You can see it everywhere. From billboards to news headlines, from international politics to the world of business – the global socio-economic shift is a well-established reality. For the first time, people in developed and emerging markets are embracing digital opportunity at the same time. And it impacts all of us.
The shift in the balance of power between nations is something the more developed nations are still getting used to – while emerging markets are welcoming the new opportunities. And who can blame them. After being the underdogs of the political, economic and cultural agenda for decades, even centuries, emerging nations – from the BRICs to the MINTs – now have a bigger say in the world arena and the lion’s share of global economic growth. To prove my point, the IMF estimates emerging markets will grow by 4.5-5 percent in 2014, while Europe will still be licking its wounds from the recession with an overall growth figure of one percent. And despite estimates of the doom and gloom about to hit the Chinese economy, this market is still expected to grow by over seven percent this year.
So what do these figures mean for people living in these countries? Well, since the recession began in Europe, disposable income has decreased 3.8 percent for British households according to The Guardian, while figures released by the National Bureau of Statistics of China show that the average disposable income in China increased by 8.1 percent in real terms last year.
It is becoming increasingly clear that the majority of the world’s next billion consumers will come from emerging markets, creating a new global middle class that will grow to nearly five billion people and spend 55 trillion US dollars by 2030. By 2025, for the first time in world history, there will be more people in the middle class than living in poverty, as forecasted by Bain & Company.
But yet another development is balancing the power divide between nations – and it is all about knowledge. While the rapid development of technology initially brought connectivity, information and possibilities only to people in the developed world, this is now changing –and changing fast. For instance, figures from Pingdom show that Asia saw a relative growth of 622 percent in Internet penetration between 2000 and 2010 – and now has over 825 million Internet users compared to just 114.3 million in 2000.
The transformation into a world of devices connected to online services is well underway, and for the first time it is coming to people across developed and emerging markets at the same time. This shift in peoples’ relationship with devices is rapidly shaping the future of the technology industry in dramatic, disruptive and exciting ways.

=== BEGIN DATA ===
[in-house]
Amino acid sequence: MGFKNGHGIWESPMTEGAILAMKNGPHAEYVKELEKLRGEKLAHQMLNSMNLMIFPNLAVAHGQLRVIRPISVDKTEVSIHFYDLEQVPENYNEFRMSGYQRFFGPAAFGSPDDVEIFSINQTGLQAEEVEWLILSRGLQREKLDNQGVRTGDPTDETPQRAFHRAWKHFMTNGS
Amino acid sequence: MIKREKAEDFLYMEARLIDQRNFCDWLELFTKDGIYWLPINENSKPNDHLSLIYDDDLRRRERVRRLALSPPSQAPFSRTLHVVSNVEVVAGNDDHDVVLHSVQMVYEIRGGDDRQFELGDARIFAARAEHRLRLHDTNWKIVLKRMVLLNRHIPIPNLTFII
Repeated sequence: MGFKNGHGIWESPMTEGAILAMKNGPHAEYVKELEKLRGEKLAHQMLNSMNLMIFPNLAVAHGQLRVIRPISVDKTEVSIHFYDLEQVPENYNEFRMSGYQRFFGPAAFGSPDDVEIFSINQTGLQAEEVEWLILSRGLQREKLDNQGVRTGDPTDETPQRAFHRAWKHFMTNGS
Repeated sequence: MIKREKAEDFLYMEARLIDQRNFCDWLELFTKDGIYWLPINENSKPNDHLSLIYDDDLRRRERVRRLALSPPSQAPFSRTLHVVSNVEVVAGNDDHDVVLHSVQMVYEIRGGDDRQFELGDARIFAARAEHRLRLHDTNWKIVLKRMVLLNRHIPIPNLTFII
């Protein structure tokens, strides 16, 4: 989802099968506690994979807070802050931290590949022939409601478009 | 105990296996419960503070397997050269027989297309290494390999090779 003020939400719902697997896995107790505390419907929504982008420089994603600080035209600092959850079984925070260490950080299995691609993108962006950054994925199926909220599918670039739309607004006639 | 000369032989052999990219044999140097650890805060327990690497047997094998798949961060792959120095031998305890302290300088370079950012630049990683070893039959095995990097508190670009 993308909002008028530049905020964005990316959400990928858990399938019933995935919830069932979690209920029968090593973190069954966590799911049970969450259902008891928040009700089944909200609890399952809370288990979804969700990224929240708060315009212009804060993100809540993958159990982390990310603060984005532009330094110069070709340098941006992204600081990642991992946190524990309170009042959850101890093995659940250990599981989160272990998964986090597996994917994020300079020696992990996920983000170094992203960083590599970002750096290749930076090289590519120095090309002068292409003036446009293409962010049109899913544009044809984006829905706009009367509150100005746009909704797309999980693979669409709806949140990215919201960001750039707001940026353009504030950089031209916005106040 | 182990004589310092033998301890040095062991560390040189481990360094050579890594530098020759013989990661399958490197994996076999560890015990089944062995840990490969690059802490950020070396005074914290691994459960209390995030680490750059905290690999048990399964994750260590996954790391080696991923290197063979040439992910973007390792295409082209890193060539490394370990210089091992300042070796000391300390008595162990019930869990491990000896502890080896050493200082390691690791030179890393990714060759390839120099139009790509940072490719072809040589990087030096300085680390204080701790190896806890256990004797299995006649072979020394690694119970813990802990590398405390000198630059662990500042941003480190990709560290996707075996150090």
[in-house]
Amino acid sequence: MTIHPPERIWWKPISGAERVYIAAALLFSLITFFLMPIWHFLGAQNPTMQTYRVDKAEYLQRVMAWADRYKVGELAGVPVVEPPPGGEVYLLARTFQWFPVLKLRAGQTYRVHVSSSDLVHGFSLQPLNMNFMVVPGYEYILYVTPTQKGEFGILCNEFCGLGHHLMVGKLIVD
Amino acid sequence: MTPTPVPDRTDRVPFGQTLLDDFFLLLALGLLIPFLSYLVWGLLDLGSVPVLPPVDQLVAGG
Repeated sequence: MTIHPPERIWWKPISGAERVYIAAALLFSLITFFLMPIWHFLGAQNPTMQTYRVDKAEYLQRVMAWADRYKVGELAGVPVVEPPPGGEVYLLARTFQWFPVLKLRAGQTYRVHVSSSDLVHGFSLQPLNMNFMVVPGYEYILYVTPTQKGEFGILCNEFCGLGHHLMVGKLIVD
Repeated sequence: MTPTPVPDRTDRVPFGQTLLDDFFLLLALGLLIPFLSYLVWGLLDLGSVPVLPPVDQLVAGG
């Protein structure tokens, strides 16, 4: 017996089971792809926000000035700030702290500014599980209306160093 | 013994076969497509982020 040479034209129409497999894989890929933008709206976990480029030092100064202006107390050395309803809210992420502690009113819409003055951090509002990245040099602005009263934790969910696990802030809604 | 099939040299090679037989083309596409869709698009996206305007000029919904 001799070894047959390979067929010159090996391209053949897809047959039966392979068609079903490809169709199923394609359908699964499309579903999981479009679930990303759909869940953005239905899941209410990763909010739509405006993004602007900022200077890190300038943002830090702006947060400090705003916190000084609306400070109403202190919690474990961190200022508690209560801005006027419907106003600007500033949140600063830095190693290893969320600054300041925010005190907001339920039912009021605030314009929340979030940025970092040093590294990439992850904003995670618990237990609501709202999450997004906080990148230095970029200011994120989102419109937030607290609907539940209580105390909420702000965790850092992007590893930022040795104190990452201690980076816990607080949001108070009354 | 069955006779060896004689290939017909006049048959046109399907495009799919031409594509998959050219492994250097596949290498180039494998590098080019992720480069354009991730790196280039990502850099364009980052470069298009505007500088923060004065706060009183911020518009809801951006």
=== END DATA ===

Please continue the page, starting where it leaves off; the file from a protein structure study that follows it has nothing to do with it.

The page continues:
These two developments in emerging markets – increase in disposable income and access to technology – also have colossal implications to the advertising industry. For the first time, many online and technology trends are simultaneously taking hold in mature and emerging markets. These trends will have a significant impact on the digital advertising landscape, as brands consider how best to connect with consumers spanning a wide range of demographics, geographies and cultures.
These changes in online behaviour were examined in the Digital Trends Study, research conducted by Microsoft in partnership with IPG Mediabrands, covering over 8,000 people across the UK, USA, China, Brazil, Sweden and Czech Republic. One of the eight trends identified, Creator Culture, explores how people today are experimenting with technology, mashing up online services and learning to code in their spare time. Interestingly, 62 percent of the Chinese respondents are already engaged with this trend, compared to the figure of 21 percent of the US respondents. This disparity between the two nations clearly demonstrates the drastic differences between regions, and the level of agility expected from the global advertiser.
Now here’s the catch. How to reach this increasingly diverse audience, with different aspirations, interests, traditions, religions? Working with agencies and advertisers in emerging economies presents a unique set of challenges that include language barriers, cultural differences, alternating levels of maturity of media markets and small budgets, to name a few.
One of the trends identified in the study, Niche Networks, echoes this need for advertisers and brands to diversify, as consumers look for more personal and local experiences online. The one-stop-shop experiences are being supplemented with personalised services that offer the quality experiences consumers crave. There will be more closed private networks and brands will have to work harder demonstrate their local relevance and credibility.
The next billion is coming: they will be using the latest technology and they will be native to the internet of people, places and things. They will be more open to value exchange and will want to build trusted relationships with brands that can define their social status. Not only will these consumers dominate the marketplace, they will change perceptions of what it means to be middle class. The era of the next billion starts now, so get ready.
Andy Hart, is Vice President of Microsoft Advertising, Europe